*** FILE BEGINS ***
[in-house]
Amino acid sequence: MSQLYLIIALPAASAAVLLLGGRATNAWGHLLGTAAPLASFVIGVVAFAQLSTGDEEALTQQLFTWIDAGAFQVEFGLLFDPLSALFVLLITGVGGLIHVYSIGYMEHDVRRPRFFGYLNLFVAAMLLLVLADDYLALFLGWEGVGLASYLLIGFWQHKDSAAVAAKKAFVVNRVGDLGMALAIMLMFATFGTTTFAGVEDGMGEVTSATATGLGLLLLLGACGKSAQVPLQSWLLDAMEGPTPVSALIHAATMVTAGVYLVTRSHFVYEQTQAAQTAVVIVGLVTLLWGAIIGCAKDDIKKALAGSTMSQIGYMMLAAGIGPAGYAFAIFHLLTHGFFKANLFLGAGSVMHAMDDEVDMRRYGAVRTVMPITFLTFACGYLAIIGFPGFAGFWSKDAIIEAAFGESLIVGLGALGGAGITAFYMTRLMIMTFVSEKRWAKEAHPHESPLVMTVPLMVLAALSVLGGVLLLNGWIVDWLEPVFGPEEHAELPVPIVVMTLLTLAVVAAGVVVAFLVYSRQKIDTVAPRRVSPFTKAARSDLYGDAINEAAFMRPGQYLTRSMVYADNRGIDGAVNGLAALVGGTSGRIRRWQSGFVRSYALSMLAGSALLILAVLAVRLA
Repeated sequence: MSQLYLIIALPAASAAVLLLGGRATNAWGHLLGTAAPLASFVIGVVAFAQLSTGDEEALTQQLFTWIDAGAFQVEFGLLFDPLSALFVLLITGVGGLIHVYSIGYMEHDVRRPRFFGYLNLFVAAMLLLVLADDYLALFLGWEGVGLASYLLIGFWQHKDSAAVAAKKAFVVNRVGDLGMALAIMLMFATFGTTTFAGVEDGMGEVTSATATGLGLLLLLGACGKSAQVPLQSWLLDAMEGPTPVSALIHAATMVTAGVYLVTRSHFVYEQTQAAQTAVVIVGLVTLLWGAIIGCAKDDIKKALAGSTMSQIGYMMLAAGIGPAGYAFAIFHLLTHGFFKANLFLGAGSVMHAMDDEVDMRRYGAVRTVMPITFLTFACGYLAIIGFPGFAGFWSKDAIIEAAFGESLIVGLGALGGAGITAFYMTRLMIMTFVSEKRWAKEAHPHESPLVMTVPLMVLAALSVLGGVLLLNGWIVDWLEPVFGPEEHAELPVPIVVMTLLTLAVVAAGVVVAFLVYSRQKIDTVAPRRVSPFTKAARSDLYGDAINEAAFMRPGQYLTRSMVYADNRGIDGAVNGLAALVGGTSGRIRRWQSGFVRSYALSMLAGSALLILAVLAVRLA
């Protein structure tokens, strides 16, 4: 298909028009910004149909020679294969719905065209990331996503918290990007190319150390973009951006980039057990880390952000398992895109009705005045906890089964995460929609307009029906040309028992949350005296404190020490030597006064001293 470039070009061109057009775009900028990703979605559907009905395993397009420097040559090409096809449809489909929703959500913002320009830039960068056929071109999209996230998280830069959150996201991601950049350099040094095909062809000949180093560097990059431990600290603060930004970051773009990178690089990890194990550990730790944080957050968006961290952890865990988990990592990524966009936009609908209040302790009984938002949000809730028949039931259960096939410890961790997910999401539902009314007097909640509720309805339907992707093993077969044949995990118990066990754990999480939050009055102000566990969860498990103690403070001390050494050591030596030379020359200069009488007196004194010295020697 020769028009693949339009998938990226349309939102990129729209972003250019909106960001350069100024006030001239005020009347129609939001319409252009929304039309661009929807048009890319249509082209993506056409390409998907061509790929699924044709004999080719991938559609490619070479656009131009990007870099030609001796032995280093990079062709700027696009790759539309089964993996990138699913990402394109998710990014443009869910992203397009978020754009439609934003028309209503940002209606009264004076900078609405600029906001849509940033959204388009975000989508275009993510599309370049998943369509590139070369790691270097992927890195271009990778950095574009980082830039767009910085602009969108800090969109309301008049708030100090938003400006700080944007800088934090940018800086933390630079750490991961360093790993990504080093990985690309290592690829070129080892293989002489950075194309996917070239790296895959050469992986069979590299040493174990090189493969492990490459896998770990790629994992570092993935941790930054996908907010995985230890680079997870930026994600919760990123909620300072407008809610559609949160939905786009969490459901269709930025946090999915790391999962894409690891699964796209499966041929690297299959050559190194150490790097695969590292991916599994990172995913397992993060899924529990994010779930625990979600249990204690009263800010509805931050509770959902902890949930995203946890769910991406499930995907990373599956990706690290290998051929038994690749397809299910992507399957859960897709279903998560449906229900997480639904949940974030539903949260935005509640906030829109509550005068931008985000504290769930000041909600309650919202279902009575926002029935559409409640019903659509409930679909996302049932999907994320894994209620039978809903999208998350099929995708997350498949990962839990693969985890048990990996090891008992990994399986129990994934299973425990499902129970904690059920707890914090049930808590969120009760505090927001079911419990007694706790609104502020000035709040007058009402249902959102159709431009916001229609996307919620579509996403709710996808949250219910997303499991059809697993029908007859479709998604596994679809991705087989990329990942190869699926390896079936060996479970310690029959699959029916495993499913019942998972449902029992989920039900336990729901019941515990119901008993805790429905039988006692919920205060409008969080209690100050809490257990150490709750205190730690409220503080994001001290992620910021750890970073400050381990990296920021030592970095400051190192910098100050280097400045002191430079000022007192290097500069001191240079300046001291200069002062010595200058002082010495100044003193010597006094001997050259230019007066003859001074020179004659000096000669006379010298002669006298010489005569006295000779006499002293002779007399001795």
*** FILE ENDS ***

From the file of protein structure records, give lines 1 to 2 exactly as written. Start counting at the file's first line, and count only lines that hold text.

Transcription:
[in-house]
Amino acid sequence: MSQLYLIIALPAASAAVLLLGGRATNAWGHLLGTAAPLASFVIGVVAFAQLSTGDEEALTQQLFTWIDAGAFQVEFGLLFDPLSALFVLLITGVGGLIHVYSIGYMEHDVRRPRFFGYLNLFVAAMLLLVLADDYLALFLGWEGVGLASYLLIGFWQHKDSAAVAAKKAFVVNRVGDLGMALAIMLMFATFGTTTFAGVEDGMGEVTSATATGLGLLLLLGACGKSAQVPLQSWLLDAMEGPTPVSALIHAATMVTAGVYLVTRSHFVYEQTQAAQTAVVIVGLVTLLWGAIIGCAKDDIKKALAGSTMSQIGYMMLAAGIGPAGYAFAIFHLLTHGFFKANLFLGAGSVMHAMDDEVDMRRYGAVRTVMPITFLTFACGYLAIIGFPGFAGFWSKDAIIEAAFGESLIVGLGALGGAGITAFYMTRLMIMTFVSEKRWAKEAHPHESPLVMTVPLMVLAALSVLGGVLLLNGWIVDWLEPVFGPEEHAELPVPIVVMTLLTLAVVAAGVVVAFLVYSRQKIDTVAPRRVSPFTKAARSDLYGDAINEAAFMRPGQYLTRSMVYADNRGIDGAVNGLAALVGGTSGRIRRWQSGFVRSYALSMLAGSALLILAVLAVRLA